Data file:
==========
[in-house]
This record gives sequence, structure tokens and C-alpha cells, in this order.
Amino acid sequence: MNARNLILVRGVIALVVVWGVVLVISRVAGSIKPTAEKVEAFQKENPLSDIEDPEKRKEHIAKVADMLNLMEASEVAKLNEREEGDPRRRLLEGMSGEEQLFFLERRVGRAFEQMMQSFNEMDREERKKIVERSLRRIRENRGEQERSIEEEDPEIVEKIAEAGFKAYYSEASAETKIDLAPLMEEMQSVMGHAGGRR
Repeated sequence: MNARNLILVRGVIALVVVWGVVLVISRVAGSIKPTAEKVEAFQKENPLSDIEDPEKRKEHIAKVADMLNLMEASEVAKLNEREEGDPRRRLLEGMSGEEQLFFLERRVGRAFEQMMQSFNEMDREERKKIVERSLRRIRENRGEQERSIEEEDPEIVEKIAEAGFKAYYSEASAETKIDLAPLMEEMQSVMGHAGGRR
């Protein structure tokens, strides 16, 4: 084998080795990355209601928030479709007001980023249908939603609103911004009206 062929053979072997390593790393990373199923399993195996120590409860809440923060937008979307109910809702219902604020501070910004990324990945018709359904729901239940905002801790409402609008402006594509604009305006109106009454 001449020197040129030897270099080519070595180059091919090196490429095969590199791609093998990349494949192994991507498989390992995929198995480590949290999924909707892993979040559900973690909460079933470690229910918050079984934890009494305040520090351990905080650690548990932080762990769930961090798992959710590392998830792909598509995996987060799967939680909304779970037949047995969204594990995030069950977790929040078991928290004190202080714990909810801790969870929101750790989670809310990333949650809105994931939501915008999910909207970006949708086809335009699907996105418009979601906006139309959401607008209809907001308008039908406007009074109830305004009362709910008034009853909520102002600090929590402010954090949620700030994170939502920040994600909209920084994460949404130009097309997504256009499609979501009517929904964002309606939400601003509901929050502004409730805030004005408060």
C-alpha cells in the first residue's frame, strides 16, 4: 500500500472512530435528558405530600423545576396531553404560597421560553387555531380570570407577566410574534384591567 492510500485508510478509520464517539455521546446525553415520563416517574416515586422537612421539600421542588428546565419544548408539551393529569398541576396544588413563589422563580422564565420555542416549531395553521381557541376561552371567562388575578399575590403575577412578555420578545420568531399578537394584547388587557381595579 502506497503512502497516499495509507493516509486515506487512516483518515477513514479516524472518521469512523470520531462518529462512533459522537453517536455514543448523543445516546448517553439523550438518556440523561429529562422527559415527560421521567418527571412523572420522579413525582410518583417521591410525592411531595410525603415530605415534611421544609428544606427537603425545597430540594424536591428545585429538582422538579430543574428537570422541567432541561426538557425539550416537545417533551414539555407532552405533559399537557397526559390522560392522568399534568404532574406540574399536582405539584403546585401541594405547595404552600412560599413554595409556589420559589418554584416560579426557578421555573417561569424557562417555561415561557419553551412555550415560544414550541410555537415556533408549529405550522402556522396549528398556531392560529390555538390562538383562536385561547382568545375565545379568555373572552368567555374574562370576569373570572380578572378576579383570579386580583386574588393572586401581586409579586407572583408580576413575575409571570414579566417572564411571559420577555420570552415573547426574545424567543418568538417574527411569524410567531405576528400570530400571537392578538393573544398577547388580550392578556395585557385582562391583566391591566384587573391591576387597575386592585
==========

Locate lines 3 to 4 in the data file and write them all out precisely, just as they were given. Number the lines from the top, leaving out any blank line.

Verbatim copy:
Amino acid sequence: MNARNLILVRGVIALVVVWGVVLVISRVAGSIKPTAEKVEAFQKENPLSDIEDPEKRKEHIAKVADMLNLMEASEVAKLNEREEGDPRRRLLEGMSGEEQLFFLERRVGRAFEQMMQSFNEMDREERKKIVERSLRRIRENRGEQERSIEEEDPEIVEKIAEAGFKAYYSEASAETKIDLAPLMEEMQSVMGHAGGRR
Repeated sequence: MNARNLILVRGVIALVVVWGVVLVISRVAGSIKPTAEKVEAFQKENPLSDIEDPEKRKEHIAKVADMLNLMEASEVAKLNEREEGDPRRRLLEGMSGEEQLFFLERRVGRAFEQMMQSFNEMDREERKKIVERSLRRIRENRGEQERSIEEEDPEIVEKIAEAGFKAYYSEASAETKIDLAPLMEEMQSVMGHAGGRR